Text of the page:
Mabel came to the terrible conclusion that Claude had raped his own daughter, presumably traumatizing her for life. Guilt and anger consumed her, but the anger was directed inwards. Mabel had not protected Milly. She had failed her own daughter. But what was worse, she still didn’t take any action.

She dropped the stapler and ran from the church and arrived at the bed-and-breakfast out of breath, hair disheveled and with beads of sweat on her forehead. Milly was sitting on a bench in the front garden, facing out to the street. It was almost as if she’d been waiting for her mother.

For a couple of minutes, all that Mabel could say was ‘sorry’ in between body-rocking sobs. Milly didn’t move until Mable turned to look at her.

“I don’t expect you to forgive me,” Mabel said. “All I want is for you to be happy. I know I let you down. I’m not going to make excuses. I wasn’t there for you when I should have been. I didn’t protect you. I should have stood up to Claude. We should have left him.”

Milly stared at her mother for a couple of seconds with her mouth partly open and a frown that wrinkled her freckled forehead.

“You think Father raped me, don’t you?”

Mabel didn’t say anything. Her eyes widened, and the tears stopped abruptly.

“If we’d talked, I would have told you. But no-one talked. No-one wanted to listen. Do you want to know what happened?”

“Of course I do.”

“I had a migraine that day. You weren’t at home until later. Father called Doctor Beck because it was so bad. I’m sure Father thought it was a brain tumour. Doctor Beck was the one who did it.”

“Oh, my God. Did Claude know Doctor Beck assaulted you?”

“Of course he did. But it was covered up. That’s when Father made all those rules. When I look back on it, he was old school. He believed girls bring it on themselves, at least to some extent, by how they look and behave, and that’s why he became so over-protective. I don’t blame either of you. But I had to escape. It felt like prison. I couldn’t be my own person. I thought you knew.”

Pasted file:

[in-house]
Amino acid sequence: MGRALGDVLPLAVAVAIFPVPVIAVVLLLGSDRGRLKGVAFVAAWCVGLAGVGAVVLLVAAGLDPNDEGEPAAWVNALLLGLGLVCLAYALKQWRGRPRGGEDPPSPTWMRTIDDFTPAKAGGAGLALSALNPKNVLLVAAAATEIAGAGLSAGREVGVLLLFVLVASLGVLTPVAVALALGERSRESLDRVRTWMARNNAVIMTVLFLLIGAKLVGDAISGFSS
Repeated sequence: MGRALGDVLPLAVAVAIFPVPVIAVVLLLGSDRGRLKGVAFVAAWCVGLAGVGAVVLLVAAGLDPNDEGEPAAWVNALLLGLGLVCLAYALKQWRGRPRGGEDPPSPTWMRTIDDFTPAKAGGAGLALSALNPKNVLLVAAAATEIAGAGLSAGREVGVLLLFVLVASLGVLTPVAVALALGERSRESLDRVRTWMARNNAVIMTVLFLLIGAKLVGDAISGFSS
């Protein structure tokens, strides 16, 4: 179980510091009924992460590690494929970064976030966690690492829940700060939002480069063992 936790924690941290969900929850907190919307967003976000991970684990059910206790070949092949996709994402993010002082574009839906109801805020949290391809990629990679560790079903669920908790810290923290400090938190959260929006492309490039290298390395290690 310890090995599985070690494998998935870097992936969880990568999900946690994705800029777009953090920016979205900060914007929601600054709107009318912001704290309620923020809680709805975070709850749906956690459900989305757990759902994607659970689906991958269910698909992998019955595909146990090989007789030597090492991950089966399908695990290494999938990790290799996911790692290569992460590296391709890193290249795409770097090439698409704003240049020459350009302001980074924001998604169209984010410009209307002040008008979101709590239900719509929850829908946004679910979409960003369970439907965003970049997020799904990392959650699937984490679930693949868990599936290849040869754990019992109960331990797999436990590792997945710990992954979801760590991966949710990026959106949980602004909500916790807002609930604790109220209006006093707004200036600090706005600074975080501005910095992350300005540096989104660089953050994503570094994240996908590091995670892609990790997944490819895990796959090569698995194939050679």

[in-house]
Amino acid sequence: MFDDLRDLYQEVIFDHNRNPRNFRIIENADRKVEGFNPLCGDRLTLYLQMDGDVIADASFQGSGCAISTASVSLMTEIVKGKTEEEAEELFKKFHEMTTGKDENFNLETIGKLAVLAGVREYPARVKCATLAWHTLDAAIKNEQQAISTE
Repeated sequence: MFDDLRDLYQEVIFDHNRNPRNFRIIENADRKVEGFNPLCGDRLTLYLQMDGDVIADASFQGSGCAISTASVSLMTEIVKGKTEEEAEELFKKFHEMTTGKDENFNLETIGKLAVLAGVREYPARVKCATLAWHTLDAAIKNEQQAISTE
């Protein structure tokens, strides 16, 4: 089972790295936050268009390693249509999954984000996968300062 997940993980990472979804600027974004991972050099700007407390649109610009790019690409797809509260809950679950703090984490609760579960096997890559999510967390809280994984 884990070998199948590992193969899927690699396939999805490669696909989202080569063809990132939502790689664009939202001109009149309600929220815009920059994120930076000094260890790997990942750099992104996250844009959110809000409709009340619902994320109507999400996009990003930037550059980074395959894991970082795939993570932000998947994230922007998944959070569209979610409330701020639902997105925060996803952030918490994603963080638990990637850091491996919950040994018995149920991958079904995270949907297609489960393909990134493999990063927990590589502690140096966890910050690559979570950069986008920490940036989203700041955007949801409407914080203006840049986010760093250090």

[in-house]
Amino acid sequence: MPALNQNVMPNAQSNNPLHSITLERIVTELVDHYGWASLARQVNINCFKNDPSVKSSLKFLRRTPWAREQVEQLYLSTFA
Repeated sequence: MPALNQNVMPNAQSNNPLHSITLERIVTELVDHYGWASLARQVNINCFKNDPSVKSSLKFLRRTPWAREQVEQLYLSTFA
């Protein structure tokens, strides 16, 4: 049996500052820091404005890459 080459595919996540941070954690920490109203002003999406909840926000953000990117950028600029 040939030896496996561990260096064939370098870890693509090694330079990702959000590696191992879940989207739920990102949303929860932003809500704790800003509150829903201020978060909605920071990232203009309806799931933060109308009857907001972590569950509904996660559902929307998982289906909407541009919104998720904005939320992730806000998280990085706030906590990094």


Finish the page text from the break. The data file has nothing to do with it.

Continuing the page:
“No.” Mabel blew her nose. “Claude shouldn’t have covered it up, then I wouldn’t have made the wrong assumption. He was so controlling. I didn’t realize how much until he was gone. And, most important, Doctor Beck should have been brought to justice, for God’s sake.”

“It would have been my word against the Doctor’s. Father believed me, but who else would? There were no witnesses. The Doctor injected a sedative or something like that. I was still conscious, but I’m sure my testimony wouldn’t have stood up.”

“I’m so terribly, terribly sorry, Milly.”

“I’m sorry that you thought it was Father. How horrible.”

Mabel pulled herself together and sat in her usual upright, straight-backed position.

“So, you’re getting married tomorrow.”

“No, I’m not.”

“Oh!”

“I’m not ready. What with the memories of what went on here and the fact that he’s too right-wing and extreme for me, I’ve called it off. I think I’m really more middle-of-the-road, and I want to be more independent. But I still have a lot to learn about myself.”

“What am I going to do about all the cheese and cress sandwiches I’ve made, let alone all the food in other fridges around the village?” Mabel looks at Milly, and smiles.

“I guess that’s what we’ll be eating for a while. I’m hoping I can stay with you for a bit.”

Mabel had forgotten what it was like to hug and be hugged. She was reluctant to let go of her beautiful daughter and vowed that they’d talk and hug, and hug and talk, every day during her visit, which she hoped would be a long one.


Vicky Earle Copyright 2022


I'm Dashing




I know I'm biased - but I really do think he's dashing. This is the racehorse we bred. He won two races at Woodbine Racetrack last year! We're hoping he'll be racing at the end of this month. I took this photo on May 11 after he'd had a romp around the track and enjoyed some of the carrots we brought for him.


Here's Your Friendly Reminder!


Join me in planting some sunflower seeds! I'm searching for some good spots in my gardens where I can grow these cheerful flowers - to show our support for Ukraine.

Happy gardening!